Introduction to Nanoelectronic Single-Electron Circuit Design (Second Edition)
by Jaap Hoekstra (Delft University of Technology, The Netherlands)
Hardback 348 pages 2016-11-29 Print ISBN: 9789814745567
List price : $119.95
Today, the concepts of single-electron tunneling (SET) are used to understand and model single-atom and single-molecule nanoelectronics. The characteristics of nanoelectronic devices, especially SET transistors, can be understood on the basis of the physics of nanoelectronic devices and circuit models. A circuit theory approach is necessary for considering possible integration with current microelectronic circuitry. To explain the properties and possibilities of SET devices, this book follows an approach to modeling these devices using electronic circuit theory. All models and equivalent circuits are derived from the first principles of circuit theory. Based on energy conservation, the circuit model of SET is an impulsive current source, and modeling distinguishes between bounded and unbounded currents. The Coulomb blockade is explained as a property of a single junction. In addition, this edition differs from the previous one by elaborating on the section on spice simulations and providing a spice simulation on the SET electron box circuit, including the spice netlist. Also, a complete, new proof of the two-capacitor problem in circuit theory is presented; the importance of this proof in understanding energy conservation in SET circuits cannot be underestimated. This book will be very useful for advanced undergraduate- and graduate-level students of electrical engineering and nanoelectronics and researchers in nanotechnology, nanoelectronic device physics, and computer science.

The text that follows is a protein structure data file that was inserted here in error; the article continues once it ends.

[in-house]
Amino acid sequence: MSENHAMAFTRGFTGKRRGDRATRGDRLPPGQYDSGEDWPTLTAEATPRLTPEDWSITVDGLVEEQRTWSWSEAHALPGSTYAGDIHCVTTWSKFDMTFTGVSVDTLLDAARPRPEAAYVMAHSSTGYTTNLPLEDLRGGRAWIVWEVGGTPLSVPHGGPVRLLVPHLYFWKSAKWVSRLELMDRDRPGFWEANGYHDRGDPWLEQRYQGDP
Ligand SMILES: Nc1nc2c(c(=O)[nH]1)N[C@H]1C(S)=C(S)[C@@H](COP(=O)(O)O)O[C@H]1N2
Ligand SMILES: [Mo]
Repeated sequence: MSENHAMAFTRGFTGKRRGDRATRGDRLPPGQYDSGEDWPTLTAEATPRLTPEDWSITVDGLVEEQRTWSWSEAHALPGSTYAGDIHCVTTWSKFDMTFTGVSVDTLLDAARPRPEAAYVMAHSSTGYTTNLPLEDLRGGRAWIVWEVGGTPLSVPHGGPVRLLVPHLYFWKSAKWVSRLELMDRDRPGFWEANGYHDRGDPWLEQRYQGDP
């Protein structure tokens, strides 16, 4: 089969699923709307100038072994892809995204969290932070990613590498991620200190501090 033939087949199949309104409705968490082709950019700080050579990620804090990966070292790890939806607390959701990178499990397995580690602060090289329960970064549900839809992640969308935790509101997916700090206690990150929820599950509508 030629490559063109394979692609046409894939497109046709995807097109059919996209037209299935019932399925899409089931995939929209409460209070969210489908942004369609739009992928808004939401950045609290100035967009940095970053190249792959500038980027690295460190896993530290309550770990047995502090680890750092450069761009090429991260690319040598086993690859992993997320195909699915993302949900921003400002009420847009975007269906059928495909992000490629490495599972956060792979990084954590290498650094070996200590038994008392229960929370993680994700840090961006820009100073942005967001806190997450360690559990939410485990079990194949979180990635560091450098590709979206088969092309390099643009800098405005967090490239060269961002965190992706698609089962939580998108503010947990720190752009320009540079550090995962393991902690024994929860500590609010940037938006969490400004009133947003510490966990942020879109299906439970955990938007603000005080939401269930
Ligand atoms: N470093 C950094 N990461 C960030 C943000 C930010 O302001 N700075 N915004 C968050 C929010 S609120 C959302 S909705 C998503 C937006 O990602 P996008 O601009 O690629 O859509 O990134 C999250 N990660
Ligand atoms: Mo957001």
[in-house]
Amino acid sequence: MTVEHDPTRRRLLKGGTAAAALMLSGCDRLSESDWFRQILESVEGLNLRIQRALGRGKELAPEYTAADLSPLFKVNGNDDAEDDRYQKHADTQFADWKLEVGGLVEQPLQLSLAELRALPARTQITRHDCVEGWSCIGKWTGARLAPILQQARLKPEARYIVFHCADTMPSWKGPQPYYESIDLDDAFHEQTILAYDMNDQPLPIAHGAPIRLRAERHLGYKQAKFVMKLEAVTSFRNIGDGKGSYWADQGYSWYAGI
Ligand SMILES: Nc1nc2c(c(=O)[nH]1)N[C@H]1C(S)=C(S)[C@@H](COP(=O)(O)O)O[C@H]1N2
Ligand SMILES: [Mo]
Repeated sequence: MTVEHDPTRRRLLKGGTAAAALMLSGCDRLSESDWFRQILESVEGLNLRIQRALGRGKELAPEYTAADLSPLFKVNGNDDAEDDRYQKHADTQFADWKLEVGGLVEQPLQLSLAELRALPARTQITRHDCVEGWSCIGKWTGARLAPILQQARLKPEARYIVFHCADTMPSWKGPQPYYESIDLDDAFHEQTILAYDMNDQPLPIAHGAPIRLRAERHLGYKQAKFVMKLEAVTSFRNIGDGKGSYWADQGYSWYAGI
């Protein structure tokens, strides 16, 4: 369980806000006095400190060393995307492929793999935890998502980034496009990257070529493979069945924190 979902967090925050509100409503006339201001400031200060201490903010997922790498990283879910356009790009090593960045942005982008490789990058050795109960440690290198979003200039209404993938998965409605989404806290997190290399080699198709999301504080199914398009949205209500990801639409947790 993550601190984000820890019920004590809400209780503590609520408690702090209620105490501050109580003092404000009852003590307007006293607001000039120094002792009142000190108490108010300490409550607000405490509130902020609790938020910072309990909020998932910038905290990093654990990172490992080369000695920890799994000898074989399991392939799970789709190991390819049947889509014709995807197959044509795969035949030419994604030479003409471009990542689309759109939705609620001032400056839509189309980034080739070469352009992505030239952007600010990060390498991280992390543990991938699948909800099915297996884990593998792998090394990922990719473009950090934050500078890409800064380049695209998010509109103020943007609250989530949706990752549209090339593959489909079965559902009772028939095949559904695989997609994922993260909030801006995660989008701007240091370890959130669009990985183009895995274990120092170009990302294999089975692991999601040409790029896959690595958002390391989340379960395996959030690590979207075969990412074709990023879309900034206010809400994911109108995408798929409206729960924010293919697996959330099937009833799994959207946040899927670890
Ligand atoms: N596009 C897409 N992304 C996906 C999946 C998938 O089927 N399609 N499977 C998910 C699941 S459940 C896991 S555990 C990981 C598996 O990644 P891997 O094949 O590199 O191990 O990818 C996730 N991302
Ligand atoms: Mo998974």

Only book modeling both single-electron tunneling and many electron tunneling from the points of view of electronics; starting from experiments, via a physics description, working towards a circuit description; and based on energy conservation, in electrical circuits, developing the impulse circuit model for single-electron tunneling.
About the Author:
Jaap Hoekstra obtained an MSc in physics from the University of Amsterdam in 1983 and a PhD in microelectronics from the Delft University of Technology in 1988. Since then he has been employed by the Faculty of Electrical Engineering, Mathematics and Computer Science of the Delft University of Technology to teach semiconductor physics, electronics, and nanoelectronics. Prof. Hoekstra’s research focuses on bit-level systolic arrays, artificial neural networks, microelectronic devices, and nanoelectronics, especially modeling of single-electron devices.
Advanced undergraduate- and graduate-level students of electrical engineering and nanoelectronics and researchers in nanotechnology, nanoelectronic device physics, and computer science
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